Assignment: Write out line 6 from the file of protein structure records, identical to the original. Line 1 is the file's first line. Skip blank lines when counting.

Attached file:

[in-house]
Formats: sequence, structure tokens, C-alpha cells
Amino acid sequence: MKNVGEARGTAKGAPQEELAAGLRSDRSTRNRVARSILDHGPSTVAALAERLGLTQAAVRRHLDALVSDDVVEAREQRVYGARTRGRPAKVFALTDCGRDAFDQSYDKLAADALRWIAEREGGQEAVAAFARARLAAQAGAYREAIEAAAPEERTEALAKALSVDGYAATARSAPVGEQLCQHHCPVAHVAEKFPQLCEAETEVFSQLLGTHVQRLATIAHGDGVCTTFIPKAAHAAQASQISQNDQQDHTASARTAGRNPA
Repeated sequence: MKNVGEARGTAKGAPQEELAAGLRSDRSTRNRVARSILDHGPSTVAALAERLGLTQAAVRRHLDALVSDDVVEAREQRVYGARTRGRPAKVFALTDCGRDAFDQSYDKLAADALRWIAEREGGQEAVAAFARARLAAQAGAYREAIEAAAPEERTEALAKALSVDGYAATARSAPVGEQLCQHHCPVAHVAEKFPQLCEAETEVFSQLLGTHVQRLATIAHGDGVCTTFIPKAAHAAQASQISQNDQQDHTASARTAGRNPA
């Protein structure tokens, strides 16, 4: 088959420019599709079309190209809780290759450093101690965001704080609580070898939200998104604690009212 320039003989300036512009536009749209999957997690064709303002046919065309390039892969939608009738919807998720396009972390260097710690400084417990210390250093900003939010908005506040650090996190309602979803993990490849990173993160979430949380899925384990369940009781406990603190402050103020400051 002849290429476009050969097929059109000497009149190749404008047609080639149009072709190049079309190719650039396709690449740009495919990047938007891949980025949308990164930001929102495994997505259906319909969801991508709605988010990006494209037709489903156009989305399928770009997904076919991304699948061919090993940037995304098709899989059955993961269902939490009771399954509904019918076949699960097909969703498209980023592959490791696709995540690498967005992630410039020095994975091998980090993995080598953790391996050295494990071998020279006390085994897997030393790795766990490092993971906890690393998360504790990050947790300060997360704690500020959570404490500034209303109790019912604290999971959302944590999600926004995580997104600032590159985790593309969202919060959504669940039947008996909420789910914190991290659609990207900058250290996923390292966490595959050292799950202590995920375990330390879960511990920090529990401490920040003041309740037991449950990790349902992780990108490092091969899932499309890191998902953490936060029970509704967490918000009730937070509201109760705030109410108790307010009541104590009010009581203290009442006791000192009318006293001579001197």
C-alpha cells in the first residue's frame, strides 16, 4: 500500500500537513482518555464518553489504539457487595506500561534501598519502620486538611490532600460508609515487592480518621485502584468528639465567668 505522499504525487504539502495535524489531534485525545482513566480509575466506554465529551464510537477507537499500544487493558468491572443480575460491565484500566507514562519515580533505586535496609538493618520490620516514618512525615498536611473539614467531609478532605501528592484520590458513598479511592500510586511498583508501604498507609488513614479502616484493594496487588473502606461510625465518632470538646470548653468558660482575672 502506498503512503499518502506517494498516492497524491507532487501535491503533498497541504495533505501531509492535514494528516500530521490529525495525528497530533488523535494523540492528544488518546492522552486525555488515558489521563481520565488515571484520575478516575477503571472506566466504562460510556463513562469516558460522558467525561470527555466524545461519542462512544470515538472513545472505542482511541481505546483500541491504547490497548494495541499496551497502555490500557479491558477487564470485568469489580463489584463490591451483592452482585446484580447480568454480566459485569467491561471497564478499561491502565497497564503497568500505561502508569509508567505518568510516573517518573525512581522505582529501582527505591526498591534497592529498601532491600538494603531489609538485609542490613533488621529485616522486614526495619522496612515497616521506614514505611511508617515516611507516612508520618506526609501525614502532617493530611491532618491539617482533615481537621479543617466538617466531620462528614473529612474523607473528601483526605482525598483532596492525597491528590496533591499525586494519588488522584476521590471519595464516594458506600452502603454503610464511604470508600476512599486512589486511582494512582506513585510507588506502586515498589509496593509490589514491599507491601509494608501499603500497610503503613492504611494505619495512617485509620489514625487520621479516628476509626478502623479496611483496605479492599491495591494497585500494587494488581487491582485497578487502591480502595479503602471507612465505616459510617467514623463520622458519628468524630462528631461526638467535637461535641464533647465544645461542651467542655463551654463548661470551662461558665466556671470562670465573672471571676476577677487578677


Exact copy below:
C-alpha cells in the first residue's frame, strides 16, 4: 500500500500537513482518555464518553489504539457487595506500561534501598519502620486538611490532600460508609515487592480518621485502584468528639465567668 505522499504525487504539502495535524489531534485525545482513566480509575466506554465529551464510537477507537499500544487493558468491572443480575460491565484500566507514562519515580533505586535496609538493618520490620516514618512525615498536611473539614467531609478532605501528592484520590458513598479511592500510586511498583508501604498507609488513614479502616484493594496487588473502606461510625465518632470538646470548653468558660482575672 502506498503512503499518502506517494498516492497524491507532487501535491503533498497541504495533505501531509492535514494528516500530521490529525495525528497530533488523535494523540492528544488518546492522552486525555488515558489521563481520565488515571484520575478516575477503571472506566466504562460510556463513562469516558460522558467525561470527555466524545461519542462512544470515538472513545472505542482511541481505546483500541491504547490497548494495541499496551497502555490500557479491558477487564470485568469489580463489584463490591451483592452482585446484580447480568454480566459485569467491561471497564478499561491502565497497564503497568500505561502508569509508567505518568510516573517518573525512581522505582529501582527505591526498591534497592529498601532491600538494603531489609538485609542490613533488621529485616522486614526495619522496612515497616521506614514505611511508617515516611507516612508520618506526609501525614502532617493530611491532618491539617482533615481537621479543617466538617466531620462528614473529612474523607473528601483526605482525598483532596492525597491528590496533591499525586494519588488522584476521590471519595464516594458506600452502603454503610464511604470508600476512599486512589486511582494512582506513585510507588506502586515498589509496593509490589514491599507491601509494608501499603500497610503503613492504611494505619495512617485509620489514625487520621479516628476509626478502623479496611483496605479492599491495591494497585500494587494488581487491582485497578487502591480502595479503602471507612465505616459510617467514623463520622458519628468524630462528631461526638467535637461535641464533647465544645461542651467542655463551654463548661470551662461558665466556671470562670465573672471571676476577677487578677